Fantastic weekend spent with Fantastic dogs. Life is good.

Saturday, April 20, 2013

Finding Footholds

I have started finding footholds out of this dark pit I've considered conformation. I'm getting more confident in my motions, more confident in my grooming, and I'm allowing myself to be proud of my dogs. I'm fully aware of their faults, but I'm not letting them cloud my thoughts with doubt.

I made huge progress on my attitude with the conformation ring this weekend. I stopped treating it as a chore, and started treating it like a sport. Like agility. We did our warm up tricks before we went in, and strutted in with a, "Are you ready bud?!"

Knight won his Open class over one other dog on Friday and I was thrilled. He's been the reserve king most of the time, this is the first time he's won his Open dog class. He ended up taking Winners Dog over two puppies for his very first point!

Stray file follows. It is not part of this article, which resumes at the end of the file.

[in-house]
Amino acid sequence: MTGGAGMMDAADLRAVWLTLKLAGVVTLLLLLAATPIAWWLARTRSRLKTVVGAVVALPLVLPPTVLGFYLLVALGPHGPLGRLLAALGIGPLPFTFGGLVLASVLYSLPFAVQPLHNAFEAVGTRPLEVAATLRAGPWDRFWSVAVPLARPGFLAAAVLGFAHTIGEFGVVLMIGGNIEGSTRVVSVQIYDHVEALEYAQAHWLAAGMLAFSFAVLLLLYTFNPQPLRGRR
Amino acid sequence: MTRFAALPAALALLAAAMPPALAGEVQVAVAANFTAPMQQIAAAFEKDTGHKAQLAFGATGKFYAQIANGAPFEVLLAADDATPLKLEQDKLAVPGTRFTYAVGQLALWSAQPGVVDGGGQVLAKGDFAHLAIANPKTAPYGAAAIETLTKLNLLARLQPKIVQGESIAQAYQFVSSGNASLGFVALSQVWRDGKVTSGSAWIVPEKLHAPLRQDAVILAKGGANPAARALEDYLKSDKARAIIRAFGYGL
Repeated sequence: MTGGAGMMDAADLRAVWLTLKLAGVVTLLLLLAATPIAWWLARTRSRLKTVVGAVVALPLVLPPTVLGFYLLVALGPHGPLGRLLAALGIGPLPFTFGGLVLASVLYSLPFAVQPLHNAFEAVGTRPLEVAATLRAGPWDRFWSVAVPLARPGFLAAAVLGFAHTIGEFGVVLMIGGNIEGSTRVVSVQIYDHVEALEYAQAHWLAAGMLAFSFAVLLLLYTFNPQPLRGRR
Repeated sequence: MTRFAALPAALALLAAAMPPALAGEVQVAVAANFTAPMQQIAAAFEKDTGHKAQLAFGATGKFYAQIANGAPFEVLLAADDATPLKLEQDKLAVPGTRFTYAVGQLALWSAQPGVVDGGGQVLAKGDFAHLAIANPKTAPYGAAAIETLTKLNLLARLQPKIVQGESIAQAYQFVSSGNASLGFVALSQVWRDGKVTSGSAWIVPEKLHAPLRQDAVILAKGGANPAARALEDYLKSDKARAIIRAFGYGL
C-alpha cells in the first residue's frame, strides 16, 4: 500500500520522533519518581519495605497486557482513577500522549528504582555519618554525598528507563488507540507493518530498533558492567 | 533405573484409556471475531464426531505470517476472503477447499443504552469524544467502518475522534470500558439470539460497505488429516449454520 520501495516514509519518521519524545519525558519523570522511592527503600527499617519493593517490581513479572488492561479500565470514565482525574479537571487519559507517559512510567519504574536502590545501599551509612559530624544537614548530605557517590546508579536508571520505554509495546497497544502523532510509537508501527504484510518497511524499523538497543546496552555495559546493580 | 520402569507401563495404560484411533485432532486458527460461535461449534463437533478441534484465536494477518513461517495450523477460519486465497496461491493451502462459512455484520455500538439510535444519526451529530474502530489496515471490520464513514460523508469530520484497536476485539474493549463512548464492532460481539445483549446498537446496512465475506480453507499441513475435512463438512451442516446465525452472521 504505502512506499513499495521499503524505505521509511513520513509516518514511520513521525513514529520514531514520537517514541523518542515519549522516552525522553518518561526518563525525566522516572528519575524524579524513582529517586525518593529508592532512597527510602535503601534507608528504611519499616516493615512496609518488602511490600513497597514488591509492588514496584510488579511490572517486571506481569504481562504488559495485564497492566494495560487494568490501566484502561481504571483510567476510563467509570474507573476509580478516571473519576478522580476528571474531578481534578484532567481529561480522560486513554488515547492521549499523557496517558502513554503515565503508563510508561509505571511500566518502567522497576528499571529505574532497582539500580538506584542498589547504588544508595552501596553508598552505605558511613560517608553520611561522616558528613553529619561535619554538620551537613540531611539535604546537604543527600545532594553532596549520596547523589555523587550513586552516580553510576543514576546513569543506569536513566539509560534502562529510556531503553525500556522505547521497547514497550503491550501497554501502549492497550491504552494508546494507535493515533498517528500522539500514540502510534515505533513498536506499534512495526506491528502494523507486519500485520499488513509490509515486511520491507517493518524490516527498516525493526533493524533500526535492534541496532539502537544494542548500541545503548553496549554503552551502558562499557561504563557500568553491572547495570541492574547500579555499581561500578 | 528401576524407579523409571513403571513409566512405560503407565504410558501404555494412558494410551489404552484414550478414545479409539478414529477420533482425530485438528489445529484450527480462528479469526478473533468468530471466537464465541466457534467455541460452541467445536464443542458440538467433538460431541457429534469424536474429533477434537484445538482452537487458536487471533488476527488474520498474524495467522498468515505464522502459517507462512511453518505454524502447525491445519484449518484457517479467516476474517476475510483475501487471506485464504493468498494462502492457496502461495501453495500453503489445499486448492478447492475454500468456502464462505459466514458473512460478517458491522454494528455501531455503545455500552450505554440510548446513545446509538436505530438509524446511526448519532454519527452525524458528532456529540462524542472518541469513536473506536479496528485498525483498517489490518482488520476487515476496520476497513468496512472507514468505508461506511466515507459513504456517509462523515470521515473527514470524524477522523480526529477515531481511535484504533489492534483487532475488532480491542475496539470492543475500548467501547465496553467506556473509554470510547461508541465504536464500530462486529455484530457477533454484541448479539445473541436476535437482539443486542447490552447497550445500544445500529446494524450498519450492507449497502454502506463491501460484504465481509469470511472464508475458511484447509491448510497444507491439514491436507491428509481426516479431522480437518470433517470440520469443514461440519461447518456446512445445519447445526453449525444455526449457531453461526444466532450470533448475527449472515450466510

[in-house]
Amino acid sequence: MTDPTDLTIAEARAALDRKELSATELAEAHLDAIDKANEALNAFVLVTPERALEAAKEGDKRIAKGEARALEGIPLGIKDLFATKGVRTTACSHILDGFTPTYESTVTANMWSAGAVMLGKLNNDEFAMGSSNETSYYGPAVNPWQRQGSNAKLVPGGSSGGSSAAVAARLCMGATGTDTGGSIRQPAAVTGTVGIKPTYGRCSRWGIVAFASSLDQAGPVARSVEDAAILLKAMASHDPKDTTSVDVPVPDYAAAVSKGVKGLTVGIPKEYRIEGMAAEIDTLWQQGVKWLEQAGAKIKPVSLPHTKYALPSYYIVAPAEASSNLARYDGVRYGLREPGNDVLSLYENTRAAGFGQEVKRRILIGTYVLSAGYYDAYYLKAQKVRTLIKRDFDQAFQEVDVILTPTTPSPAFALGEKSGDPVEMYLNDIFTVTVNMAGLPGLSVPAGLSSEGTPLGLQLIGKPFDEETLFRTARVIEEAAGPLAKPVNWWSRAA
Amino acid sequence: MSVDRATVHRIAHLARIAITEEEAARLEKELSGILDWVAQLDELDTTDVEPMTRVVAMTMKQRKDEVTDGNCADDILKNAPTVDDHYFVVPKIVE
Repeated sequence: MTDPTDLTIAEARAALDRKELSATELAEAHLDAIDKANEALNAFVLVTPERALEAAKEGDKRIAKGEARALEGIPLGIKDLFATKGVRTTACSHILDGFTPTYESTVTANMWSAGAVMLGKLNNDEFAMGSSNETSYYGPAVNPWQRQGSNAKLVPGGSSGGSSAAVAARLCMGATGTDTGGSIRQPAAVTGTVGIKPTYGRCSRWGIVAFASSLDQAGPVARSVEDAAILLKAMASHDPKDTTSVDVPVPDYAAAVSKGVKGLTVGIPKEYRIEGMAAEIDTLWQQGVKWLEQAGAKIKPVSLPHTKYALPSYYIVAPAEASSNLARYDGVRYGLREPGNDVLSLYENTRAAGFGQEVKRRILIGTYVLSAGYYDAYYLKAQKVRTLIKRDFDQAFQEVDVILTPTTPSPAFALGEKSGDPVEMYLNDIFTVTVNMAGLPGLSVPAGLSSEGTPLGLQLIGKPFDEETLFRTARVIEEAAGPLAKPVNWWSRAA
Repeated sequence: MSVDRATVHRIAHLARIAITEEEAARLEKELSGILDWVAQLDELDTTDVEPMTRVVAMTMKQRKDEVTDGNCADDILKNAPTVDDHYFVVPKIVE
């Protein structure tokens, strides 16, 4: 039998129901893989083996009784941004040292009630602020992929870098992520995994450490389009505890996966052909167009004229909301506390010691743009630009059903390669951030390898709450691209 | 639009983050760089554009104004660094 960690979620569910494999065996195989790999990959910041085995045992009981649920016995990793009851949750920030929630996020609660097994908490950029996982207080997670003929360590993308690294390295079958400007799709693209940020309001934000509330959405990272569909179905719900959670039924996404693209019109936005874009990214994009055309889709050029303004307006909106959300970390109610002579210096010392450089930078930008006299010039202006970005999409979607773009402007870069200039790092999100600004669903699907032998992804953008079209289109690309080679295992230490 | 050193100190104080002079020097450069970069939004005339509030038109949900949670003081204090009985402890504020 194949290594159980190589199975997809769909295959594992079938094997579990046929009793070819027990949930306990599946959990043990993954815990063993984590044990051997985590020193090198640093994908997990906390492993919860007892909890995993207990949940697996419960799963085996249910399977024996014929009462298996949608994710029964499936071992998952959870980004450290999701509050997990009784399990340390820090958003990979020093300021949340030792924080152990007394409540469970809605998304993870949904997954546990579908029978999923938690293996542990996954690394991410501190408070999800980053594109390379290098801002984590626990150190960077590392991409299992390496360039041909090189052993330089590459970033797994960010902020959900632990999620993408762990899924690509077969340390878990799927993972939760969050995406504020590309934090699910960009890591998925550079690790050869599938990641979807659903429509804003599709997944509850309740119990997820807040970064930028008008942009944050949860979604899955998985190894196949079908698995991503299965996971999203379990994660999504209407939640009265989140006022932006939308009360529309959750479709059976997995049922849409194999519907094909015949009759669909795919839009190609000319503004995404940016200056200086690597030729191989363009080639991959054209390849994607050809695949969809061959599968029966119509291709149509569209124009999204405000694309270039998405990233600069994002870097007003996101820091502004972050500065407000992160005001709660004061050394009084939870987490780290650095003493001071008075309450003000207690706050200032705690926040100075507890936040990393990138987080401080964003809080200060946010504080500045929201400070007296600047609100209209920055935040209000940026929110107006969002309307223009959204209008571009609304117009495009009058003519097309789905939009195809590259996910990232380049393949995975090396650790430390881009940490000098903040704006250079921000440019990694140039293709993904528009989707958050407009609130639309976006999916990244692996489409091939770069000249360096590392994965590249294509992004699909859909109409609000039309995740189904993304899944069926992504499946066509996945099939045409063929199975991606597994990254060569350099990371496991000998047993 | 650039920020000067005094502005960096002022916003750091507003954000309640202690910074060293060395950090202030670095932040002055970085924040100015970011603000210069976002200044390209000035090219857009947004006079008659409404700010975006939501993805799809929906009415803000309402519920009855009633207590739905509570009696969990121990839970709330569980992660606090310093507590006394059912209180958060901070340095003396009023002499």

Mia was the only class bitch on Friday, so she took Winners Bitch for no points. Sarah lent me a hand for the B.O.B. ring. I fumbled around a bit in B.O.B. and mumbled a "Sorry, I'm still new at this."  to the judge. She stopped for a second. "You're new at this?"  I nodded my head in agreement. "You have excellent dogs for someone just getting started."

I was thrilled! Looking at most breeders'  "starter dogs"  I always felt like I had a pretty good starting point. This is the first time a judge has told me that my dogs are nice. It was a fantastic feeling.

On Sunday I put my first point on Mia as she went WB over the other open bitch. Points on both the dogs?! Best weekend of AKC conformation so far.

I had the support of the Unique Standard Poodle team all weekend. Such an amazing group of people. They took time to cheer me on and congratulate our wins.

May kicks off our big conformation season. Let's see if we can get a few more points on Miss Mi!

Conformation really isn't so bad after all. I'm out there, spending a day with two dogs that I love. I get to show them off and get to educate the public on just how awesome these little dogs are!

Tuesday, March 19, 2013

Double Qs and Blues Times Two